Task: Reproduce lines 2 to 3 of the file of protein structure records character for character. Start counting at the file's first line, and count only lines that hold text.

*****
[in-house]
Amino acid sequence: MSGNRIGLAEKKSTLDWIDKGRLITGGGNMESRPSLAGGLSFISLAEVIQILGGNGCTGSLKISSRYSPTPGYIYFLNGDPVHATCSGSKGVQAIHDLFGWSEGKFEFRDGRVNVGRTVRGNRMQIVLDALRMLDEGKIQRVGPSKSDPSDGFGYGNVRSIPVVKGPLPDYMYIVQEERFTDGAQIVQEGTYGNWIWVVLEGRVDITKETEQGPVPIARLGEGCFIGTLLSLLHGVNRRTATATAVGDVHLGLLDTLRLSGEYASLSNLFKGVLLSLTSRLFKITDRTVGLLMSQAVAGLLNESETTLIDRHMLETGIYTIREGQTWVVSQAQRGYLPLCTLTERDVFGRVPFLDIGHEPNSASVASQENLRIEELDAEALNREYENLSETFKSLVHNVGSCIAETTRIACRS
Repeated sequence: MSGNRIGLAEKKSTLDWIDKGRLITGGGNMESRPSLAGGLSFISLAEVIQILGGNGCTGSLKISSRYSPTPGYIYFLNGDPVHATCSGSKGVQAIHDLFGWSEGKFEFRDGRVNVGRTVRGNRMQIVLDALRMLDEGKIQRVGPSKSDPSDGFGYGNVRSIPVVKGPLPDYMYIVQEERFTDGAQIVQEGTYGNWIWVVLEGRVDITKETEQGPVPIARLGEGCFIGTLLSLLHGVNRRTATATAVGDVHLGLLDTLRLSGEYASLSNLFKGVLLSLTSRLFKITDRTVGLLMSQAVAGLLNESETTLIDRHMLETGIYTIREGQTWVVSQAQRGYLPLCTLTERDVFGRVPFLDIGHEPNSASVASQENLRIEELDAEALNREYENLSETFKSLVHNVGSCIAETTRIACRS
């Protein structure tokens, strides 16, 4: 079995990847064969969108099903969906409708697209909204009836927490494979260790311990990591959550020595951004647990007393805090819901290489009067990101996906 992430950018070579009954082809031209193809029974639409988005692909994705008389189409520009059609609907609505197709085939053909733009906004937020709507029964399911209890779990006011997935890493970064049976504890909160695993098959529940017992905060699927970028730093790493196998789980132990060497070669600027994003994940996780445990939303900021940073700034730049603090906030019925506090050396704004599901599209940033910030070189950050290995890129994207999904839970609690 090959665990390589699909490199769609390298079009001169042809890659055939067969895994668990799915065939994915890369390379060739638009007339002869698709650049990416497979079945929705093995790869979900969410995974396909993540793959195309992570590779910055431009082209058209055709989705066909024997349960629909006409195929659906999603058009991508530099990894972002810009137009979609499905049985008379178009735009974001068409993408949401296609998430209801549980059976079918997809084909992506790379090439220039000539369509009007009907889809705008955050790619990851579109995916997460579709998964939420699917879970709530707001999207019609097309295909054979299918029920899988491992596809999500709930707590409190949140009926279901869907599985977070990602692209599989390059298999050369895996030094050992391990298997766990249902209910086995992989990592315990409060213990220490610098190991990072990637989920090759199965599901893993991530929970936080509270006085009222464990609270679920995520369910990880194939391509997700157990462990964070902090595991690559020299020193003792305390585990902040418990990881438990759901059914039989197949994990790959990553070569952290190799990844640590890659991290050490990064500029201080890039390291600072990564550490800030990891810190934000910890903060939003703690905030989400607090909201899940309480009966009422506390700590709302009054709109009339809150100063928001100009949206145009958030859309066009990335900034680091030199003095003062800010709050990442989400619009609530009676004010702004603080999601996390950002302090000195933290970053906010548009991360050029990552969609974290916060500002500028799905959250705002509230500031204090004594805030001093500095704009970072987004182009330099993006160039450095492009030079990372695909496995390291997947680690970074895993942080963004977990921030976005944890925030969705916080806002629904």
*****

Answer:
Amino acid sequence: MSGNRIGLAEKKSTLDWIDKGRLITGGGNMESRPSLAGGLSFISLAEVIQILGGNGCTGSLKISSRYSPTPGYIYFLNGDPVHATCSGSKGVQAIHDLFGWSEGKFEFRDGRVNVGRTVRGNRMQIVLDALRMLDEGKIQRVGPSKSDPSDGFGYGNVRSIPVVKGPLPDYMYIVQEERFTDGAQIVQEGTYGNWIWVVLEGRVDITKETEQGPVPIARLGEGCFIGTLLSLLHGVNRRTATATAVGDVHLGLLDTLRLSGEYASLSNLFKGVLLSLTSRLFKITDRTVGLLMSQAVAGLLNESETTLIDRHMLETGIYTIREGQTWVVSQAQRGYLPLCTLTERDVFGRVPFLDIGHEPNSASVASQENLRIEELDAEALNREYENLSETFKSLVHNVGSCIAETTRIACRS
Repeated sequence: MSGNRIGLAEKKSTLDWIDKGRLITGGGNMESRPSLAGGLSFISLAEVIQILGGNGCTGSLKISSRYSPTPGYIYFLNGDPVHATCSGSKGVQAIHDLFGWSEGKFEFRDGRVNVGRTVRGNRMQIVLDALRMLDEGKIQRVGPSKSDPSDGFGYGNVRSIPVVKGPLPDYMYIVQEERFTDGAQIVQEGTYGNWIWVVLEGRVDITKETEQGPVPIARLGEGCFIGTLLSLLHGVNRRTATATAVGDVHLGLLDTLRLSGEYASLSNLFKGVLLSLTSRLFKITDRTVGLLMSQAVAGLLNESETTLIDRHMLETGIYTIREGQTWVVSQAQRGYLPLCTLTERDVFGRVPFLDIGHEPNSASVASQENLRIEELDAEALNREYENLSETFKSLVHNVGSCIAETTRIACRS